UNIONDALE, N.Y. (WKBW) — Sabres and Islanders fans alike might have witnessed the goal of the year on Saturday afternoon. Mathew Barzal's through-the-legs goal started a snowball effect that Buffalo just couldn't overcome. A strong seocnd period guided the Islanders to a 5-2 victory.
Buffalo still has one more game on Long Island; it'll be their third in a row on the Islanders' ice. Puck drop is on Sunday at noon.
Three observations from Saturday's game:
Welcome to the league!
The one bright spot today against the Islanders was the first 20 minutes. And Buffalo had Jacob Bryson to thank for that. It was the first time the Sabres had a lead, at any point in a game, since February 25th. Bryson's shot really had no business going in. But after going off the iron and into the back of the net, I'm sure someone set that puck aside for him.
After a solid NHL debut a few weeks ago, Bryson had been spotty since then. He makes rookie plays because he is one. But this season practically lost, and it's not even halfway over. Especially with other injuries along Buffalo's blue line, maybe the only way for Bryson to get better is to have a bad night every so often.
The mix-up still isn't enough
Saturday's forward lines brought a welcome surprise: actual change. And change that doesn't involve Kyle Okposo. Head coach Ralph Krueger is constantly saying that he's looking for a "spark." That's not going to come one swap or one scratch at a time. The overhaul up front might've been what the Sabres needed.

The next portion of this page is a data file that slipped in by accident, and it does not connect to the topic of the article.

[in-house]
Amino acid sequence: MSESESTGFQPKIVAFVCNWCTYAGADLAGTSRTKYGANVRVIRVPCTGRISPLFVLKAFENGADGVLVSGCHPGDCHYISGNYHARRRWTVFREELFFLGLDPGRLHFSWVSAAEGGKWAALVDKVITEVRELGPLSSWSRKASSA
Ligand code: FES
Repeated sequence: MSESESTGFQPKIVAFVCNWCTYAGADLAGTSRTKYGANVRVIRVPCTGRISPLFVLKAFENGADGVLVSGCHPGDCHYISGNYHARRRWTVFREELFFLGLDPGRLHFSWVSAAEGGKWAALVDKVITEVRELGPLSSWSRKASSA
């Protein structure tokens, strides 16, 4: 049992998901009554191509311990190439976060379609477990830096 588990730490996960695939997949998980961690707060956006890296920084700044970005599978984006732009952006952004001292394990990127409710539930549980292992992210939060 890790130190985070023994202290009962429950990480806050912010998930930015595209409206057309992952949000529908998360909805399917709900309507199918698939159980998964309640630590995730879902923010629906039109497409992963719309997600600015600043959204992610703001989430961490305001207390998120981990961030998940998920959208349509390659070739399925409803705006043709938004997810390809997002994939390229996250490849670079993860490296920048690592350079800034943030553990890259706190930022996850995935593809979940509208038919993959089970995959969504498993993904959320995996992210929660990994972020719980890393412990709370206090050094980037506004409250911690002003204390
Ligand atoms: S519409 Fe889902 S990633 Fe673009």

The Sabres weren't grossly outshot, and they even held a lead for nearly an entire period. But the problems among the Rieder-Eakin-Okposo line continue to persist. Okposo looked absolutely lost on the Islanders' third period goal.
Stop the bleeding
I don't mean on the whole season. Or even a whole week. Or a single game. Within one period, the wheels just completely fell off. Mathew Barzal looked like a skating, breathing highlight reel against Carter Hutton. But after that, the snowball effect plagued the blue and gold once again.
The Islanders' next goal came less than two minutes after that. Colin Miller was quite possibly the furthest out of position I've seen an NHL defenseman, at least in quite some time. The next tally after that was just three minutes after that.
It doesn't take a mathematician to know that there's only 20 minutes in a period of hockey. But it didn't even take half of a frame for the Sabres to be completely derailed by a physical, rock-solid Islanders team. Maybe the snowball effect, and being so easily shaken by it, is why the Sabres hadn't even held a lead for nearly ten days.